Powerful quake rattles Anchorage; roads and bridges hardest hit


ANCHORAGE, Alaska (Reuters) – A powerful earthquake shook southern Alaska on Friday morning, buckling roads, disrupting traffic and jamming telephone lines in and around Anchorage, the state’s largest city, but there were no reports of injuries.

The 7.0 magnitude quake struck about 8 miles (13 km) north of Anchorage, a city of 300,000 residents accounting for about 40 percent of Alaska’s population, and was followed by dozens of aftershocks.

Roads and bridges appeared to have been hardest hit, but Anchorage was otherwise largely spared from major structural damage, authorities said. Power outages and disruption of phone service was widespread.

“We did have a couple of reports of buildings collapses,” Fire Chief Jodie Hettrick told reporters about three hours after the quake, adding that three structure fires also were reported, though details were not immediately available.

“The fact that we went through something this significant with this minimal amount of damage says that we’re a very well prepared community, that our building codes and our building professionals have done a terrific job,” Mayor Ethan Berkowitz said.

The initial quake produced strong shaking within a 30-mile (50 km) radius of its epicenter, with ground movement felt as far away as Fairbanks, 250 miles to the north as the crow flies, and Kodiak, roughly the same distance to the south, according to the U.S. Geological Survey (USGS).

“Thought the house was going to come apart,” Anchorage-based climatologist Brian Brettschneider wrote on Twitter, posting a photo showing his kitchen floor scattered with items that tumbled out of cupboards.

A tsunami warning was issued for Cook Inlet, linking Anchorage with the Gulf of Alaska, but was later canceled.

The Trans Alaska Pipeline, which carries crude oil 800 miles (1,300 km) from Alaska’s North Slope to the marine terminal at Valdez, was shut down for about seven hours as a precaution, but no damage to the system was detected, said a spokeswoman for the operator, Aleyska Pipeline Service Co.

The quake occurred nearly 27 miles (43 km) beneath the surface, apparently on an unnamed fault line, or fissure, inside a portion of the Earth’s crust known as Pacific plate where it bends underneath the North American plate, USGS geophysicist Brian Kilgore told Reuters.

A stranded vehicle lies on a collapsed roadway near the airport after an earthquake in Anchorage, Alaska, U.S. November 30, 2018. REUTERS/Nathaniel Wilder

“This is kind of an odd quake,” he said, adding that only 15 or 16 quakes of magnitude 6 or greater have been recorded during the past century in the same region of Alaska.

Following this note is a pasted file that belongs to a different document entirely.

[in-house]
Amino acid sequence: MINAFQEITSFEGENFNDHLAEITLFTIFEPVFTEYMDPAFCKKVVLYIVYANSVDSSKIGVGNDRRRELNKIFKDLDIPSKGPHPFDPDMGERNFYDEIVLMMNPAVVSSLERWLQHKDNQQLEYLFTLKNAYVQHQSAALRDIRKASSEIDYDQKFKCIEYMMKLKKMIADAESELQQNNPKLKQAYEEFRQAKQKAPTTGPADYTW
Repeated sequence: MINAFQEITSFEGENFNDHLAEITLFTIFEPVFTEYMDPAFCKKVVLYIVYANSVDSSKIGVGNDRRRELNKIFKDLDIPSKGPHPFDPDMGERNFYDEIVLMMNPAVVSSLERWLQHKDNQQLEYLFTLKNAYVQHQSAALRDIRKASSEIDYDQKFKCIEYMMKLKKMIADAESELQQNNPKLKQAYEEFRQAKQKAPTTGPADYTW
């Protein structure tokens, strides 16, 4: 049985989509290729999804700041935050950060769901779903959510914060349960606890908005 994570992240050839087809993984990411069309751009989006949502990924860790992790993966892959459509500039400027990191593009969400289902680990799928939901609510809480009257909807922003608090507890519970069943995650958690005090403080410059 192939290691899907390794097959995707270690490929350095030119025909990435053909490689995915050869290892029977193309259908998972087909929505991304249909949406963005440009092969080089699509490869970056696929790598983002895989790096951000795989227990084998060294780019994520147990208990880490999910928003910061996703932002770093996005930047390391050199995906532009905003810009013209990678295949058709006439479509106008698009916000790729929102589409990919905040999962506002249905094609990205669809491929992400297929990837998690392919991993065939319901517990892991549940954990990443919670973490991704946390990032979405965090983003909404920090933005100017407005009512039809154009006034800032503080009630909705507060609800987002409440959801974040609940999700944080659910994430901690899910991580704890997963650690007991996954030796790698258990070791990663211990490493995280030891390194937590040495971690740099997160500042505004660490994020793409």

Morning rush-hour traffic in Anchorage came to a standstill and jammed up heading out of town after the quake struck at around 8:30 a.m. (1230 EST/1730 GMT).

Governor Bill Walker issued a disaster declaration, calling it a “scary day for Alaska.”

“We have been through earthquakes in the past. This one was different. This was very, very scary, damage that we don’t fully understand,” Walker said in a video statement from outside a National Guard armory command center.

President Donald Trump declared a federal emergency, ordering U.S. government assistance in the earthquake response and authorizing the Federal Emergency Management Agency to coordinate all disaster relief efforts, the White House said.

Strong earthquakes are not uncommon in seismically active Alaska but tend to occur in remote, sparsely populated regions.

Alaska has recorded earthquakes with magnitudes ranging from 7 to 8 at least once a year on average since 1900, according to the state government website. Southern Alaska was hit by a devastating 9.2 tremor in 1964, the second most powerful earthquake on record.

Images posted on social media showed supermarket floors strewn with spilled items.

A photo posted by a reporter at television station KTVA showed a deserted newsroom, with scattered debris and a partially collapsed ceiling. CNN reported that TV station KTUU, an NBC affiliate, also was knocked off the air.

Slideshow (6 Images)

KTUU’s website featured a photo of a snow-covered highway that had buckled, with a car sitting between two deep fissures crossing the highway.

The Ted Stevens Anchorage International Airport remained open, but arrivals and departure ramps were closed and there were reports of road damage, the airport said on Twitter.

The city’s schools were evacuated and parents were notified to pick up their children.

Reporting by Yereth Rosen in Anchorage; Additional reporting by Gabriella Borter in New York and Steve Gorman in Los Angeles; Writing by Peter Szekely in New York; Editing by Bill Tarrant and Leslie Adler

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